Connecting European Neuroscience

FENS EJN Young Investigator Prize 2016

It is a personal prize of GBP 7,000. Candidates must either be working in a European research institution or be of European origin if working outside of Europe. Individuals may apply themselves or be nominated by fellow neuroscientists.

FENS EJN Young Investigator Prize 2016

The FENS EJN Young Investigator Prize is awarded every second year to a researcher under the age of 35 in recognition of outstanding scientific contributions to any area of neuroscience. The awardee receives a personal prize of £ 7,000.

The 2016 FENS EJN Young Investigator Prize is equally shared between Lars Schwabe (University of Hamburg, Germany) and Jerry Chen (University of Zurich, Switzerland).

Having obtained his PhD in 2008 at the University of Trier and postdoctoral training at the Ruhr-University Bochum and McGill University, Lars Schwabe is professor of Cognitive Psychology at the University of Hamburg.

His research focus is at the intersection of cognitive neuroscience, psychology and endocrinology, and his research is primarily directed at the question how stressful experiences shape our memories and imprints changes in the contribution of anatomically and functionally distinct memory systems to behaviour.

Lars Schwabe is author of more than 50 peer-reviewed publications in leading neuroscience and psychology journals and is recipient of several scientific awards for his research. Additionally, he was recently selected as a scholar of the recently established FENS-Kavli Network of Excellence.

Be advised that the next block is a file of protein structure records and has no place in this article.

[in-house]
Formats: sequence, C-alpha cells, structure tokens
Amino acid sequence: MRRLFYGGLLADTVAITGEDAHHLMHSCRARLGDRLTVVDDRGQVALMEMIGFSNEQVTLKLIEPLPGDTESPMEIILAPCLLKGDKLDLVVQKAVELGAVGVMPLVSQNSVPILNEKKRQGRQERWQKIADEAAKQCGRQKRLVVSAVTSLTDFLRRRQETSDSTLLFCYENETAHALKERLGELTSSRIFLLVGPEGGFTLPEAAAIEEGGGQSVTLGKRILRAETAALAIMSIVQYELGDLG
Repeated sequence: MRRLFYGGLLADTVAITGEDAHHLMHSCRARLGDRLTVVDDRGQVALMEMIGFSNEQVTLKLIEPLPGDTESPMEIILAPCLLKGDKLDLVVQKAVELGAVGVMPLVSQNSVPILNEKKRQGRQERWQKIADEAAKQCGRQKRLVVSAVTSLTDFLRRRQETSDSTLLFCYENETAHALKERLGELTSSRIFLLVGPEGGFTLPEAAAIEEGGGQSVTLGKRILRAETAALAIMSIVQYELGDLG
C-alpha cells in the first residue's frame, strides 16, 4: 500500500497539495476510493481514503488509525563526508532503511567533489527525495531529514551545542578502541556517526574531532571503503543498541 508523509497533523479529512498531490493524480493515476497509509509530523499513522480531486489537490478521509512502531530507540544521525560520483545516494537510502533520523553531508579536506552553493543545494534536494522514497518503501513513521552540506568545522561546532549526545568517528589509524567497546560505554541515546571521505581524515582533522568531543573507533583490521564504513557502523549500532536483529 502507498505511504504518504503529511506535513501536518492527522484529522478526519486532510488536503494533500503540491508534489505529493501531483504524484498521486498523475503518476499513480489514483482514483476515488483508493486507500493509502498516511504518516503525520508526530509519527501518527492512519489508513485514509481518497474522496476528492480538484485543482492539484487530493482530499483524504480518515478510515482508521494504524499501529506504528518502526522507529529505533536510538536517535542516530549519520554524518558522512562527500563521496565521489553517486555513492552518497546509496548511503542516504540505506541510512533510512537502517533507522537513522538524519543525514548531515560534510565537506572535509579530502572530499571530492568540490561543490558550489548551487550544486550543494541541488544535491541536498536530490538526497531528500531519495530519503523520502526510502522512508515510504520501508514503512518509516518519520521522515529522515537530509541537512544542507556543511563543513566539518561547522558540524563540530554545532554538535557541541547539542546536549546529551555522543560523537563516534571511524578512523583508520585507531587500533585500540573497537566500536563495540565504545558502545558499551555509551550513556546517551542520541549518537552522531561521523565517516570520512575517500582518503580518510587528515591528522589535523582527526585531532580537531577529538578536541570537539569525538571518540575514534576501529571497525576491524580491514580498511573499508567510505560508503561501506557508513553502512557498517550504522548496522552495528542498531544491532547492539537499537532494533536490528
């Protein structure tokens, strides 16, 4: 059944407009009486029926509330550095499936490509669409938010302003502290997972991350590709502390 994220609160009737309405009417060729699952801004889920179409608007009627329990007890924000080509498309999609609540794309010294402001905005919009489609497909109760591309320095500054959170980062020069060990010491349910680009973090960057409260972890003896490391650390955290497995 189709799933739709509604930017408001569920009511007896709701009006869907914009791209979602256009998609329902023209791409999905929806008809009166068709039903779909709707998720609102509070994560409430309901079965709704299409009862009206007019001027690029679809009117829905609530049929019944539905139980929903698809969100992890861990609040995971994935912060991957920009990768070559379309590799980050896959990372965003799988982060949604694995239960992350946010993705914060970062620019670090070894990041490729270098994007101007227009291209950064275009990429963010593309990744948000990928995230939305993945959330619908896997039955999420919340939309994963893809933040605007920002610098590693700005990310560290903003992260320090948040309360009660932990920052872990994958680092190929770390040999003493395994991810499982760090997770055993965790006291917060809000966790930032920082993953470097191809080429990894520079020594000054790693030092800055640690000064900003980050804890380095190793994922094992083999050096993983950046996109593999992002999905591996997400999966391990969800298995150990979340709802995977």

With a thesis investigating the basis for structural and synaptic plasticity of inhibitory circuits in the adult cortex, Jerry Chen obtained his PhD in 2010 in the Department of Biology at MIT under Prof. Elly Nedivi.   Funded by a NSF International Research Fellowship Program, Dr. Chen currently holds a position as post-doctoral fellow in the laboratory of Prof. Fritjof Helmchen in the Brain Research Institute of the University of Zurich.

His research addresses the function of local and long-range cortical circuits in the neocortex during sensory-guided decision making by combining in vivo imaging technology with molecular and genetic tools in the awake-behaving animal. Dr. Chen hopes to bridge levels of understanding for how behaviour is generated in the central nervous system, from individual genes up to the entire brain.

Jerry Chen has published his research in very high impact journals including Nature, Science, Nature Neuroscience, and Neuron. He currently serves as a member of the Next Generation Leaders Advisory Council at the Allen Institute for Brain Science.

The FENS-EJN Young Investigator Prize is sponsored by Wiley (publisher of EJN) and will be presented to Prof. Schwabe and Dr. Chen at the FENS Forum 2016 in Copenhagen (2 – 6 July, 2016)

Lars Schwabe and Jerry Chen

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